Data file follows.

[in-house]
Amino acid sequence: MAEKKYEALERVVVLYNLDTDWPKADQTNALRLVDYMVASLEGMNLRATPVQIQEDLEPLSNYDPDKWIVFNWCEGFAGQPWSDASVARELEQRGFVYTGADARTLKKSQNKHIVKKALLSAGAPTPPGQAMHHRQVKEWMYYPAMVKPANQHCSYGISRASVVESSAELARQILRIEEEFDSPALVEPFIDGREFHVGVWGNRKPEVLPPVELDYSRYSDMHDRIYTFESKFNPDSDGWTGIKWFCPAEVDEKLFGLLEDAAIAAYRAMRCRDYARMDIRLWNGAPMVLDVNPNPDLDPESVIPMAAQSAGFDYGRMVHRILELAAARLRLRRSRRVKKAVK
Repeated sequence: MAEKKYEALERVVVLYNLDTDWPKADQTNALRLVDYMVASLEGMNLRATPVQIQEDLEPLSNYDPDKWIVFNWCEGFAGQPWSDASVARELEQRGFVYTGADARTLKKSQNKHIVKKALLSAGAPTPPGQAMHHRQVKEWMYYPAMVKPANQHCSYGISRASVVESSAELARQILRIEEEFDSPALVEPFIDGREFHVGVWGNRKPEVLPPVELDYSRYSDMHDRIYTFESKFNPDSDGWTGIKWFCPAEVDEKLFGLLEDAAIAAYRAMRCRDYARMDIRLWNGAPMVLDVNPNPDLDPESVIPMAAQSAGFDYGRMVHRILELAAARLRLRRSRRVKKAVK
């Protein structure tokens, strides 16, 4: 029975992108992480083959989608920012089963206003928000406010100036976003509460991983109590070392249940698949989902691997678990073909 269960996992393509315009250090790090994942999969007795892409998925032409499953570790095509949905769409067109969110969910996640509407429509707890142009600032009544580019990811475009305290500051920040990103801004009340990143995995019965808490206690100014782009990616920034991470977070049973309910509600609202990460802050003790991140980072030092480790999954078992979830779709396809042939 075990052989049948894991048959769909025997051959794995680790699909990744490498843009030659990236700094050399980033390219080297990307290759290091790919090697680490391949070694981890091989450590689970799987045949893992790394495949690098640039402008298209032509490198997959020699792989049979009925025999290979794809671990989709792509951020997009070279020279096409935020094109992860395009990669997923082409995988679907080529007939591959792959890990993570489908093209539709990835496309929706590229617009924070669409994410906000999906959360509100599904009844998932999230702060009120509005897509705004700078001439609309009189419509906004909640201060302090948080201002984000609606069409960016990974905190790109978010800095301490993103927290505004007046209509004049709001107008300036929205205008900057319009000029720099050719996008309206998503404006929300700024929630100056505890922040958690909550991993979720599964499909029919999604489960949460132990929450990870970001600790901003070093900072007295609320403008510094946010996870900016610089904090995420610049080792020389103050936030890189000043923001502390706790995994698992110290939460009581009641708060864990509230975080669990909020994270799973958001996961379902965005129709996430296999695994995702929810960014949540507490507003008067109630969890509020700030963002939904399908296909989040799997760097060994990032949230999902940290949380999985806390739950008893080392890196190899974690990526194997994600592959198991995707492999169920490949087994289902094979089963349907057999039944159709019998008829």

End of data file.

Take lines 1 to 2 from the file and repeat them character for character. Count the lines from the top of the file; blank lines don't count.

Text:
[in-house]
Amino acid sequence: MAEKKYEALERVVVLYNLDTDWPKADQTNALRLVDYMVASLEGMNLRATPVQIQEDLEPLSNYDPDKWIVFNWCEGFAGQPWSDASVARELEQRGFVYTGADARTLKKSQNKHIVKKALLSAGAPTPPGQAMHHRQVKEWMYYPAMVKPANQHCSYGISRASVVESSAELARQILRIEEEFDSPALVEPFIDGREFHVGVWGNRKPEVLPPVELDYSRYSDMHDRIYTFESKFNPDSDGWTGIKWFCPAEVDEKLFGLLEDAAIAAYRAMRCRDYARMDIRLWNGAPMVLDVNPNPDLDPESVIPMAAQSAGFDYGRMVHRILELAAARLRLRRSRRVKKAVK